mania

noun
ma·​nia | \ ˈmā-nē-ə How to pronounce mania (audio) , -nyə \

Definition of mania

1 : excitement manifested by mental and physical hyperactivity, disorganization of behavior, and elevation of mood specifically : the manic phase of bipolar disorder
2a : excessive or unreasonable enthusiasm a mania for saving things often used in combination
b : the object of such enthusiasm His current mania is football.

Synonyms & Antonyms for mania

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Examples of mania in a Sentence

She would typically experience a period of mania and then suddenly become deeply depressed. The entire city has been gripped by baseball mania.
Recent Examples on the Web And over the last five years, the mania for white sage has become a global phenomenon with real consequences. Laura Blasey, Los Angeles Times, 13 Apr. 2022 Common sense and a mania for systematization, logical thinking and ideological totalism, are constantly at war in the French character, as a belief in instant happiness and a paranoia about imaginary enemies are in the American. Adam Gopnik, The New Yorker, 11 Apr. 2022 Some commentators have suggested that mania for Mirror is a welcome distraction from Hong Kong’s current political, social and COVID woes. Patrick Frater, Variety, 14 Mar. 2022 Erdogan has a longstanding mania for low interest rates, and has replaced three central bank governors in the last two years to get his way. David Meyer, Fortune, 23 Nov. 2021 Although the film, directed by Reinaldo Marcus Green and written by Zach Baylin, doesn’t make a big point of it, Richard’s mania for success is clearly racially motivated. Peter Rainer, The Christian Science Monitor, 18 Nov. 2021 Earlier this year, Viktor Shvets, a managing director at Macquarie, told the Odd Lots podcast the next financial crisis could originate in the mania for cryptocurrencies. Billy Bambrough, Forbes, 17 Oct. 2021 This was more a financial speculation frenzy than a pure mania for the bulb itself, but there had to be something alluring about the tulip to have caused such a ruinous bubble. Adrian Higgins, Washington Post, 20 Sep. 2021 Jubilee mania has spilled over into the food sector — perhaps not surprising given that street parties, picnics and pub revelry will be a big part of the celebrations. Karla Adam, Washington Post, 31 May 2022 See More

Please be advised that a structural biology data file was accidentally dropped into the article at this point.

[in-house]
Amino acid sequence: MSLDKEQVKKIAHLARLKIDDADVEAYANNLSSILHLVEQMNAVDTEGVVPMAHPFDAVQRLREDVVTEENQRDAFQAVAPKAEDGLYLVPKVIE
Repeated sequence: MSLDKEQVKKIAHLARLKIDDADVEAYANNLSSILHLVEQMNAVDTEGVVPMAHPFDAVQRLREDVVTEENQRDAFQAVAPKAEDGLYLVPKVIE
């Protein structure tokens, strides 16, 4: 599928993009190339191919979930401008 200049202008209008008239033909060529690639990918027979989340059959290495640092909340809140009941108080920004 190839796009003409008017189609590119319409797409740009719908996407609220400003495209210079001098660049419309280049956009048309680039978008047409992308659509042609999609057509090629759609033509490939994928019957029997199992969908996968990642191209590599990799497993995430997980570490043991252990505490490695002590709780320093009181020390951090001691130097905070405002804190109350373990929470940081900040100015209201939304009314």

These example sentences are selected automatically from various online news sources to reflect current usage of the word 'mania.' Views expressed in the examples do not represent the opinion of Merriam-Webster or its editors. Send us feedback.

First Known Use of mania

14th century, in the meaning defined at sense 1

History and Etymology for mania

Middle English, from Late Latin, from Greek, from mainesthai to be mad; akin to Greek menos spirit — more at mind

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Time Traveler for mania

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The first known use of mania was in the 14th century

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Dictionary Entries Near mania

mani

mania

maniable

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Statistics for mania

Last Updated

16 Jun 2022

Cite this Entry

“Mania.” Merriam-Webster.com Dictionary, Merriam-Webster, https://www.merriam-webster.com/dictionary/mania. Accessed 27 Jun. 2022.

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More Definitions for mania

mania

noun
ma·​nia | \ ˈmā-nē-ə How to pronounce mania (audio) , -nyə \

Kids Definition of mania

: extreme enthusiasm sports mania

mania

noun
ma·​nia | \ ˈmā-nē-ə, -nyə How to pronounce mania (audio) \

Medical Definition of mania

: excitement of psychotic proportions manifested by mental and physical hyperactivity, disorganization of behavior, and elevation of mood specifically : the manic phase of bipolar disorder

More from Merriam-Webster on mania

Nglish: Translation of mania for Spanish Speakers

Britannica English: Translation of mania for Arabic Speakers

Britannica.com: Encyclopedia article about mania

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